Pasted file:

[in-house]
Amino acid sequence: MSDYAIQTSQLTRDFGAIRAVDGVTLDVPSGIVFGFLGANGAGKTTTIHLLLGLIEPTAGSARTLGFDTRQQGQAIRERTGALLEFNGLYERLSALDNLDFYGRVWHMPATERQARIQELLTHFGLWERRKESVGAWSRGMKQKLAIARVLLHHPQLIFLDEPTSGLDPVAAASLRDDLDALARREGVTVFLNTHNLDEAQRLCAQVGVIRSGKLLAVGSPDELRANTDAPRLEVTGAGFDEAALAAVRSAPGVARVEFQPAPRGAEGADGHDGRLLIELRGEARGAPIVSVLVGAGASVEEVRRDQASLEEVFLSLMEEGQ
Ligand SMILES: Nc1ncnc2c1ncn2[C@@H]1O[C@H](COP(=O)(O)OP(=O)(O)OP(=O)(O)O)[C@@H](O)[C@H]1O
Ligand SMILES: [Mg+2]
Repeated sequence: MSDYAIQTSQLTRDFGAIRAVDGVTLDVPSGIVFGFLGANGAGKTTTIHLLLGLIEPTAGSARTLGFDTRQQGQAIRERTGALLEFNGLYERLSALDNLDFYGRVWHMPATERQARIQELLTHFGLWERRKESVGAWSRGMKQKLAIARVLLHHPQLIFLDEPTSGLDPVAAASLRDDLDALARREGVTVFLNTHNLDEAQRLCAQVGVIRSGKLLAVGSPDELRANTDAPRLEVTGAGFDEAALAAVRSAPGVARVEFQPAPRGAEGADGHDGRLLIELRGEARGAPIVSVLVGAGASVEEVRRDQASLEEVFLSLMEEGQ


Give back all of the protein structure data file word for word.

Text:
[in-house]
Amino acid sequence: MSDYAIQTSQLTRDFGAIRAVDGVTLDVPSGIVFGFLGANGAGKTTTIHLLLGLIEPTAGSARTLGFDTRQQGQAIRERTGALLEFNGLYERLSALDNLDFYGRVWHMPATERQARIQELLTHFGLWERRKESVGAWSRGMKQKLAIARVLLHHPQLIFLDEPTSGLDPVAAASLRDDLDALARREGVTVFLNTHNLDEAQRLCAQVGVIRSGKLLAVGSPDELRANTDAPRLEVTGAGFDEAALAAVRSAPGVARVEFQPAPRGAEGADGHDGRLLIELRGEARGAPIVSVLVGAGASVEEVRRDQASLEEVFLSLMEEGQ
Ligand SMILES: Nc1ncnc2c1ncn2[C@@H]1O[C@H](COP(=O)(O)OP(=O)(O)OP(=O)(O)O)[C@@H](O)[C@H]1O
Ligand SMILES: [Mg+2]
Repeated sequence: MSDYAIQTSQLTRDFGAIRAVDGVTLDVPSGIVFGFLGANGAGKTTTIHLLLGLIEPTAGSARTLGFDTRQQGQAIRERTGALLEFNGLYERLSALDNLDFYGRVWHMPATERQARIQELLTHFGLWERRKESVGAWSRGMKQKLAIARVLLHHPQLIFLDEPTSGLDPVAAASLRDDLDALARREGVTVFLNTHNLDEAQRLCAQVGVIRSGKLLAVGSPDELRANTDAPRLEVTGAGFDEAALAAVRSAPGVARVEFQPAPRGAEGADGHDGRLLIELRGEARGAPIVSVLVGAGASVEEVRRDQASLEEVFLSLMEEGQ